The Science of Practice — My Illustrated Story in Hardbound

As readers of this blog know, training and practice are things I’m very interested in, and went in depth on the topic in my guest post on Buffer: Why Practice Makes Perfect and my interview with Professor Anders Ericsson, who conducted the pioneering study that lead to the so-called “10,000 hour rule” popularized by Malcolm Gladwell in Outliers.

For the past few months, I’ve been working with Nathan Bashaw and the team at Hardbound to create an illustrated story about how practice makes us better. It’s called The Science of Practice and you should go read it now. Continue reading…


Three Antipatterns That Sink Side Projects

I like to cook steak on my cast iron pan. It’s simple — you let the meat get to room temperature, coat it with salt and pepper, heat oil on the pan on medium, and sear on each side for 2-3 minutes.

I routinely still overcook my steaks. It’s very easy to do. I’m worried about the meat being undercooked or too rare, and half the time I end up making a medium-well steak instead of a medium rare one. Continue reading…


Training for the Clapping Push-up World Record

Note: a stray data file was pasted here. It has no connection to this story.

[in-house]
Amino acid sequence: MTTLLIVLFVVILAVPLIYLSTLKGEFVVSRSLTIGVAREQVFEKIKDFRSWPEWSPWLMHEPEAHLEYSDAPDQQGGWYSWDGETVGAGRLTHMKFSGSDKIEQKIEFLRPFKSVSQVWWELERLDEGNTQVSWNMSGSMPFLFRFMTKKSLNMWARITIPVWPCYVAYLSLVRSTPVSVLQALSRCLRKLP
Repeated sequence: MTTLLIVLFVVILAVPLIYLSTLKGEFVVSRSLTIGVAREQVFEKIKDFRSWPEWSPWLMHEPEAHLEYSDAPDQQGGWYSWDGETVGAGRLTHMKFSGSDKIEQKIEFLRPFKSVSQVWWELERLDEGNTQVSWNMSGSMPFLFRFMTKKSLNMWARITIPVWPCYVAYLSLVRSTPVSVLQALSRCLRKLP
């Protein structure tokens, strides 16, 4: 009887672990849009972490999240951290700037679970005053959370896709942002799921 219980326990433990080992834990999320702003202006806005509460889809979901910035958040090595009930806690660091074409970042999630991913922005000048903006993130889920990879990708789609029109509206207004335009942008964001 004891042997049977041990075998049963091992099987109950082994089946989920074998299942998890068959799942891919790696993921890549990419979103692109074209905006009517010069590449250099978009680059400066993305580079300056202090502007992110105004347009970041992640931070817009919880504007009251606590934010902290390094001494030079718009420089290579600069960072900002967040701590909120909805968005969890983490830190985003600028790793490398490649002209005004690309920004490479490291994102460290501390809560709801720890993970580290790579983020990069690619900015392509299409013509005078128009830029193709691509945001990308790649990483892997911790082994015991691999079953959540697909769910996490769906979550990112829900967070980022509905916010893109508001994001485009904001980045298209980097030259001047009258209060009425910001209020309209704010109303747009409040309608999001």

For the past few months I’ve been training for the clapping push-up world record. I first applied to challenge the record in March and complained to Guinness because it was taking a while to get cleared.

Continue reading…


An Open Letter to Managers of Women

Dear manager,

We need to talk about her. You probably know who. That analyst, designer, writer, engineer who has been at the organization for just a year or two and is already doing the work of someone several levels above her current pay band. Or maybe she’s not even on your radar, because she’s the dependable one who always delivers on-time and under budget, without any drama.

Despite this woman’s outstanding contributions, you haven’t promoted her or given her a raise. It’s not fair and you know it. Continue reading…